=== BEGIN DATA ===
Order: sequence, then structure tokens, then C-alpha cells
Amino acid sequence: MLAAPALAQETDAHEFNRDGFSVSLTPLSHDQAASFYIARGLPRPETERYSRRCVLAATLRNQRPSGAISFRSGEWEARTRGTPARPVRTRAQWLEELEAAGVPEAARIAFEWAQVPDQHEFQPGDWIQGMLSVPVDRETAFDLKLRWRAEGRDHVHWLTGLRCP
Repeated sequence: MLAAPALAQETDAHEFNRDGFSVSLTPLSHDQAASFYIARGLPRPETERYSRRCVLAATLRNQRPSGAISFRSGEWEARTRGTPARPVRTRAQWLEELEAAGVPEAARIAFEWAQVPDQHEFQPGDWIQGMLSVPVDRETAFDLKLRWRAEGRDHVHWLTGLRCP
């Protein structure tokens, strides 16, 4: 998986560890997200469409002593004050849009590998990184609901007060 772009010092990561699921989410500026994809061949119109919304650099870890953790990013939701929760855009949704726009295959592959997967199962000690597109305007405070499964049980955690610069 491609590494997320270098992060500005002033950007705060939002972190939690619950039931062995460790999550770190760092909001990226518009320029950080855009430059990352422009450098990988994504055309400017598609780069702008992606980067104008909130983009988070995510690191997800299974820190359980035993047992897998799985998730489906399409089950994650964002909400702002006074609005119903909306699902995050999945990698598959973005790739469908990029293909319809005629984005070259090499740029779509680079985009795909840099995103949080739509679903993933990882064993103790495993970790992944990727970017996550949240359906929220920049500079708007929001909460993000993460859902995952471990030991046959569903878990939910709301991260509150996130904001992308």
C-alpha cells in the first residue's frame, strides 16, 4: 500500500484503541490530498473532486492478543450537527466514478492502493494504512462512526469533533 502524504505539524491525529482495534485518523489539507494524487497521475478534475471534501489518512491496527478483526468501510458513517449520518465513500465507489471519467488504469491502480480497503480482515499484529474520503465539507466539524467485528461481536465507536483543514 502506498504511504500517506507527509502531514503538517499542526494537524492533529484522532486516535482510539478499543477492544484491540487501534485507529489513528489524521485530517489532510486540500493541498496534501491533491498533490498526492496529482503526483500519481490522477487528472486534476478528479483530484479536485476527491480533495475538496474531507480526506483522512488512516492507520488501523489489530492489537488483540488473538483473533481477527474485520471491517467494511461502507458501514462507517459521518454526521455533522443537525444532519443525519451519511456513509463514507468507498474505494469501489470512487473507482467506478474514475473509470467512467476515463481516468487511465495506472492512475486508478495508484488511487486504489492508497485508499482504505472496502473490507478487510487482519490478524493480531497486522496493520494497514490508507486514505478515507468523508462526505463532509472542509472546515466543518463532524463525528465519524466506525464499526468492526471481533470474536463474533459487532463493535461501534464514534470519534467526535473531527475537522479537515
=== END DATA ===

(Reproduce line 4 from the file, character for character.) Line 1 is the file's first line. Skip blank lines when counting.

């Protein structure tokens, strides 16, 4: 998986560890997200469409002593004050849009590998990184609901007060 772009010092990561699921989410500026994809061949119109919304650099870890953790990013939701929760855009949704726009295959592959997967199962000690597109305007405070499964049980955690610069 491609590494997320270098992060500005002033950007705060939002972190939690619950039931062995460790999550770190760092909001990226518009320029950080855009430059990352422009450098990988994504055309400017598609780069702008992606980067104008909130983009988070995510690191997800299974820190359980035993047992897998799985998730489906399409089950994650964002909400702002006074609005119903909306699902995050999945990698598959973005790739469908990029293909319809005629984005070259090499740029779509680079985009795909840099995103949080739509679903993933990882064993103790495993970790992944990727970017996550949240359906929220920049500079708007929001909460993000993460859902995952471990030991046959569903878990939910709301991260509150996130904001992308």